INDIANAPOLIS –Indianapolis stands in the AFC's fifth playoff slot through 11 games and though that can change quickly in the NFL, General Manager Ryan Grigson is pleased with the performance to date.
Every person in the role Grigson holds in this league watches weekly performances with a discerning eye, and every nuance is measured.
There are only 17 players on the active roster who were with the team before Grigson's arrival 11 months ago. The team has 10 rookies and a total of 27 players with no more than two years of league experience.
Those current totals have been relatively the same all season, and the team has not incurred consecutive losses to date. The Colts absorbed double-digit road losses at Chicago (41-21), the New York Jets (35-9) and New England (59-24), yet produced victories in response.
Grigson identifies what he likes so far.
"I'd say, hands down, our resiliency and the true sense of brotherhood and family that you can see and feel in our locker room. It's tangible, the family vibe around here," said Grigson. "Examples of our resiliency would be us bouncing back to get wins after losing games by wide margins on the road. That's not common with a young team.
"Another is guys like T.Y. Hilton taking shots, dusting himself off and finishing because he knows his brothers are counting on him. I don't know many young receivers, or old ones for that matter, that would of came back after taking a blow and being twisted like a pretzel (last week). He's tougher than I have given him credit for."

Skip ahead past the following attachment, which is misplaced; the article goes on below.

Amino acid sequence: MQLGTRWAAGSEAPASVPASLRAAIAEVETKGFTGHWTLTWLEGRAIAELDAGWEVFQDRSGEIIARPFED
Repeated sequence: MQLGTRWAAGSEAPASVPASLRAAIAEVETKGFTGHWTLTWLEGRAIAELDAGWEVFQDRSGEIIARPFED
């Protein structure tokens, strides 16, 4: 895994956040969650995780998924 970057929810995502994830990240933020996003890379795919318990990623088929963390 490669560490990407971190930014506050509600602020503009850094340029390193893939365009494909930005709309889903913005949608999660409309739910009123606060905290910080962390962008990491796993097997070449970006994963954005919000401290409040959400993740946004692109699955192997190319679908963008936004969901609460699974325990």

Last week, the Colts earned a 20-13 victory over Buffalo after a 35-point loss to the Patriots. The offense produced 13 points, while Hilton returned a punt for a score. The defense kept a potent offense in check, and the kicking and coverage units won their battles. Little things were important, and they produced a "grinder" win.
"Our recent special teams performance speaks directly to that resiliency as well," said Grigson. "From our New England game, where we didn't play well and made costly mistakes, to bouncing back versus Buffalo, where our special teams was the difference and a catalyst in that victory (was impressive). They could have hung their heads, but they answered the bell and used New England as a teaching moment to get better."
One of defensive coordinator Greg Manusky's key sayings is, 'Make bad into good.' It is something Grigson sees his team doing on the field. It has done it in the heat of competition. It also did it with the forced transition to Interim Head Coach Bruce Arians after three games when Head Coach Chuck Pagano needed to take an absence to battle leukemia.
"That is what is so special about this staff," said Grigson. "Every day I see them constantly turning negatives into positives. Lastly, doing this all without their head coach since the third week of the season (shows a great deal). That alone speaks for itself in terms of pure character."